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Dealing with the dead in Taiwan and Germany

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Flying Dutchman
For detailed biographical information, please check the very first article of this blog. Thanks!

According to the Chinese Lunar Calendar, Tomb Sweeping Day, also known as Ching Ming Festival, one of the most important holidays in Greater China as well as for the Chinese diaspora, is always celebrated on the 15th day after the Spring Equinox.

Although the exact date is fixed, and this year it fell on April 5th, many Taiwanese will choose a time convenient for the whole family to gather and fulfil their pious duties, often to avoid traffic jams and overcrowded locations, particularly nowadays that the pandemic isn’t over yet.

The main activity consists in showing respect to one’s ancestors, an important element of Confucianism, by cleaning their tombs, usually built as far away from occupied buildings as possible on hills or mountain tops, and burning stacks of paper money in their honor.

Taiwanese don’t visit the gravesite of their forefathers except on this one occasion. As due to the subtropical climate on the island grass and weeds tend to overgrow the graves quite fast, there’s always a lot of work to do and it often starts quite early in the morning.

This custom already indicates that the relationship with the deceased is significantly different from Germany, where many cemeteries are located in residential areas and often include parks that regularly attract people of all ages looking for a relaxing walk in a peaceful surrounding.

Up to this day, superstition represents a relevant part of Chinese culture, especially on former Formosa, where all traditions, including some rather backward habits, have been much better preserved than in Communist China, ravaged by the Cultural Revolution (1966-1976) orchestrated by the “Great Helmsman” Mao Tse-tung (1893-1976).

In consequence, up to this day there’s a widespread fear of ghosts, even among the younger generations of Taiwanese. When many years ago I was driving with a middle-aged local friend through the outskirts of Taichung, we somehow got lost and ended up in the middle of a graveyard, separated only by the road we were on.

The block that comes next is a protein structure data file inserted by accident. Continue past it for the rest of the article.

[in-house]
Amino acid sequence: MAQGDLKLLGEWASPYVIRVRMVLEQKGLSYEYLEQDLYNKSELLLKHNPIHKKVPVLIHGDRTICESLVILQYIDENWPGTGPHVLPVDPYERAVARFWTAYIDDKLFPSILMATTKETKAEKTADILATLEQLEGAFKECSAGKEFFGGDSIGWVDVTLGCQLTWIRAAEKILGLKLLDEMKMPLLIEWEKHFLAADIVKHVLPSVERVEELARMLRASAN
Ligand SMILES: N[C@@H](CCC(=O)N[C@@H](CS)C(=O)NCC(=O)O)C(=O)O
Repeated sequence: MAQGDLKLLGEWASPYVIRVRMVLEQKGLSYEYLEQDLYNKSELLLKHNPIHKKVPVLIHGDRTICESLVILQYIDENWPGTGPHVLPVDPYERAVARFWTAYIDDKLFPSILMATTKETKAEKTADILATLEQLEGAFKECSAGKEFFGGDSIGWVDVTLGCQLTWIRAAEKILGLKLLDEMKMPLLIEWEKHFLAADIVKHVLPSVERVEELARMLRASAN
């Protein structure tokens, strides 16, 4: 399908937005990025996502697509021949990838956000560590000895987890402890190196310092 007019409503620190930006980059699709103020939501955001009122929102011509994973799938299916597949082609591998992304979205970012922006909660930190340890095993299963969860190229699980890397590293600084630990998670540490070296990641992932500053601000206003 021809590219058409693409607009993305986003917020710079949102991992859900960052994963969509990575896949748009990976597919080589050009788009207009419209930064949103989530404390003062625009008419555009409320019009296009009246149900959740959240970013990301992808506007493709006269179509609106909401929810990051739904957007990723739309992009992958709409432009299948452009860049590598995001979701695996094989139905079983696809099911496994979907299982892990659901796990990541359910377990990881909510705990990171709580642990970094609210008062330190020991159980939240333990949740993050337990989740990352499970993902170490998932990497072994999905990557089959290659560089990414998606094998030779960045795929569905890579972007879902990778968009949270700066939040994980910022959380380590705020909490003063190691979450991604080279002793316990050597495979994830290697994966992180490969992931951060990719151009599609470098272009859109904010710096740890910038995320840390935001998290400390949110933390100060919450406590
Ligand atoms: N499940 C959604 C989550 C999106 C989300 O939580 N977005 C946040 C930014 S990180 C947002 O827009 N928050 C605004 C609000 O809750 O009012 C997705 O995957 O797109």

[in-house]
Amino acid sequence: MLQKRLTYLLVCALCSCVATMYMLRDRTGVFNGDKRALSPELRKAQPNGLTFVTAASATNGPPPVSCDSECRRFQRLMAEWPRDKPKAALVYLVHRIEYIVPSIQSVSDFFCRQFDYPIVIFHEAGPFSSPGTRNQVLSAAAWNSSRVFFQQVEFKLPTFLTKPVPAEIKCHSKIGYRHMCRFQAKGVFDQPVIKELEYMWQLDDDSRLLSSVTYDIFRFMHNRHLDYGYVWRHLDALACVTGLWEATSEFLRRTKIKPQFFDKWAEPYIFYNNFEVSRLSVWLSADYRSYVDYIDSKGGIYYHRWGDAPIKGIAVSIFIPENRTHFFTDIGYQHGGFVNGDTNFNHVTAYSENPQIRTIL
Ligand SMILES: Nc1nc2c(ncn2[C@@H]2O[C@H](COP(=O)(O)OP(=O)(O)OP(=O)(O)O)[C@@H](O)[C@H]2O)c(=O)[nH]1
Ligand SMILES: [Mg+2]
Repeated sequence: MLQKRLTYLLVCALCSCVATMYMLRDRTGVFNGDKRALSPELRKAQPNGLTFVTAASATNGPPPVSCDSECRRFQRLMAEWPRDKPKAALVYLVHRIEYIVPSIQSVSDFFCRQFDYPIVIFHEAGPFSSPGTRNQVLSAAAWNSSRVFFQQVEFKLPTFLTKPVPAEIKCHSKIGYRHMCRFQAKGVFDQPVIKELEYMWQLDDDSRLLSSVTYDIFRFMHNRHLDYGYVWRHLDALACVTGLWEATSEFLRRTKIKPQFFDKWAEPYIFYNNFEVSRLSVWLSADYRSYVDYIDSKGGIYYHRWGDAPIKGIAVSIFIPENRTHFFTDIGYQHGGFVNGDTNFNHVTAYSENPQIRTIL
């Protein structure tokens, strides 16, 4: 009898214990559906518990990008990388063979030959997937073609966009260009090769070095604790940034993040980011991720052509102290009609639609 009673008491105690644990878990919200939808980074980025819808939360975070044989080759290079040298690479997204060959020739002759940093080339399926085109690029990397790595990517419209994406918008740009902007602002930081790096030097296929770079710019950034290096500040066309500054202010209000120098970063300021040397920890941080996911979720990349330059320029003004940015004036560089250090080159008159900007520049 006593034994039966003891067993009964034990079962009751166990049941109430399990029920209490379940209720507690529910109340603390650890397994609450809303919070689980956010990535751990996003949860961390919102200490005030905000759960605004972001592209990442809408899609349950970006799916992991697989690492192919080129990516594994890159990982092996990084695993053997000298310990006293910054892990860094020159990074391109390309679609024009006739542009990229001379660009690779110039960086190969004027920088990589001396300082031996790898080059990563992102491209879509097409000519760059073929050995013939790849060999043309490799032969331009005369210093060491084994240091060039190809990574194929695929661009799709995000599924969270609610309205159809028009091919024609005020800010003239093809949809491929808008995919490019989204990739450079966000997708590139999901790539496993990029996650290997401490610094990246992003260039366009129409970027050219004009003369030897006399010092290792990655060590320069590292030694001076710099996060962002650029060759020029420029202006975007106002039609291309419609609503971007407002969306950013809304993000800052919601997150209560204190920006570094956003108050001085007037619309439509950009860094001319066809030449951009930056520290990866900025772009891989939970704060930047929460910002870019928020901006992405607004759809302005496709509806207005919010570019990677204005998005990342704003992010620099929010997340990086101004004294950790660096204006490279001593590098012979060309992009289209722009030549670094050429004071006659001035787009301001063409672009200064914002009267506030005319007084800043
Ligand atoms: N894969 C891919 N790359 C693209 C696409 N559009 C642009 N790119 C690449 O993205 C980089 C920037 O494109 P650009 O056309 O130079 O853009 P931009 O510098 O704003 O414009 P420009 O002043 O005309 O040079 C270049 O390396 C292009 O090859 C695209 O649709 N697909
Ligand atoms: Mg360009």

After realizing where we were, he was visibly shocked and immediately started repeating the word “Amituofo”, the Chinese transliteration from Sanskrit of Amitabha Buddha’s name, which stands for “boundless life”, to feel safer among the dead and speed out of there.

The rent of apartments in Taiwan were people died, sometimes violently, is significantly cheaper than the average. Any real estate agency marketing such flats is bound by law to state their “unholy” past very clearly.

Some Taiwanese parents may not abort an unwanted child out of fear that its ghost may haunt them forever, which is actually a very good thing as it helps to prevent murder.

On the contrary, as in large parts of Western Europe, including post-war Germany, religion almost plays no role anymore, such ancestral views are almost nonexistent or frowned upon.

Still, theoretically more rational Western foreigners are well advised not to make fun out of such beliefs, no matter how risible they might seem to those educated to think logically.

Especially, as in the West spirits, but also witches and demons, have been substituted by “climate change”, “systemic racism” and a supposedly ever increasing threat by omnipresent “right-wing extremists” to create new apocalyptic scenarios and doomsday prophecies.

At the end of the day, as my late father used to say, one has to believe in something, might it be the Führer or the Deutsche Bank, if one chooses not to believe in God.   

Therefore, we aliens living in Taiwan should refrain from any comments on Tomb Sweeping Day and feel proud if a local gives us the rare chance to participate in such an event, as it was the case with me a decade ago.

I’m speaking out of the experience accumulated during my 20 years in Taiwan, as I have been upbraid a couple of times for my insensitivity and warned that apparitions do in fact occur…

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